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Old 01-15-2010, 10:29 AM
 
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We had a small outdoor wedding at home. Two of my favorite gifts were ones I would never have thought of: a sculptural-looking, stainless steel soup ladle -- and one-piece teak salad tongs. They've lasted these last 17 years, and we use them almost every day.
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Old 01-15-2010, 10:59 AM
 
Location: Piedmont NC
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I always like to give a very nice photo frame, and I tell the couple to put a favorite photo of themselves in it. They, then, have to display it in a prominent place and look at it, so when the time comes that they may want to 'kill' each other, they can get back-in-touch with what brought them together in the first place.

I think a nice frame is a good gift because so many couples won't buy them for themselves -- the money has to go towards something else, and they generally have photos they'd like to frame and display. If you find a large frame, say, 8.5 x 11, or larger, you can also include a nice mat, in case they want to put a smaller photo in the frame.
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Old 01-15-2010, 11:18 AM
 
Location: Raleigh, NC
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Quote:
Originally Posted by RDSLOTS View Post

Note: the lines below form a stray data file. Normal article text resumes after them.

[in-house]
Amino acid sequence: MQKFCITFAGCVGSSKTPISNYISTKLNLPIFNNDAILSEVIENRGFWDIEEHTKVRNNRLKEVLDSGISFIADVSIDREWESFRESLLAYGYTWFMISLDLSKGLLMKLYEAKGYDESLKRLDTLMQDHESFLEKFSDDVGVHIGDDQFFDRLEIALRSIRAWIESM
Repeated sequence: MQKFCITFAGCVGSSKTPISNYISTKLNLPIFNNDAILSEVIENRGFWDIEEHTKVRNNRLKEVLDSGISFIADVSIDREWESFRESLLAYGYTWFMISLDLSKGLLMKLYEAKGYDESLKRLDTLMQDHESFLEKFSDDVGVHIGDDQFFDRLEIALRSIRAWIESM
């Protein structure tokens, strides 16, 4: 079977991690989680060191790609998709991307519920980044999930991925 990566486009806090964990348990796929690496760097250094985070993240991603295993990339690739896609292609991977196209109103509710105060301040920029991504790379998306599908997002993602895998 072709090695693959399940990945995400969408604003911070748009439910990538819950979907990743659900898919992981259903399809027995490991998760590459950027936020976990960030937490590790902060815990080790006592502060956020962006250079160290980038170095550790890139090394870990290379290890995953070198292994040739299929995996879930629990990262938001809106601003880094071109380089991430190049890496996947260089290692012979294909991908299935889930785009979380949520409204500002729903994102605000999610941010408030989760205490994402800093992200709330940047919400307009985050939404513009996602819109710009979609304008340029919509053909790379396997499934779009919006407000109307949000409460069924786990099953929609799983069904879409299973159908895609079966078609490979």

I always like to give a very nice photo frame, and I tell the couple to put a favorite photo of themselves in it. They, then, have to display it in a prominent place and look at it, so when the time comes that they may want to 'kill' each other, they can get back-in-touch with what brought them together in the first place.

I think a nice frame is a good gift because so many couples won't buy them for themselves -- the money has to go towards something else, and they generally have photos they'd like to frame and display. If you find a large frame, say, 8.5 x 11, or larger, you can also include a nice mat, in case they want to put a smaller photo in the frame.
Kohl's has some really nice frames. They say things like "Wedding Day" and "Best Friends" and sweet things like that!

And...if you have a Kohl's charge card...you get 15% to 20% off!!!

Vicki
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Old 01-15-2010, 11:47 AM
 
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I also once gave a couple a modern-looking lead glass vase with instructions to the groom to fill it with flowers every year on their anniversary. It didn't cost too much.
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Old 01-15-2010, 11:57 AM
 
Location: Wake Forest (New Light area)
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Vicki - you cracked me up because I have given those BB&B initial coasters MULTIPLE times as wedding gifts! They're great.
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Old 01-15-2010, 01:41 PM
 
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Originally Posted by skaternum View Post
Wow, that's pretty rude. Not everyone is in the same economic situation as you. Your suggestion of a gift more than twice the stated amount was unhelpful.

OP, you might also consider a set of 2 monogrammed guest hand towels.
It might sound rude, but it is what it is. Most people spend a minimum of $50 a person for the reception dinner. I think it's rude to accept an invitation and then either not bring a gift or bring a gift that doesn't approach the value of the meal that you're receiving.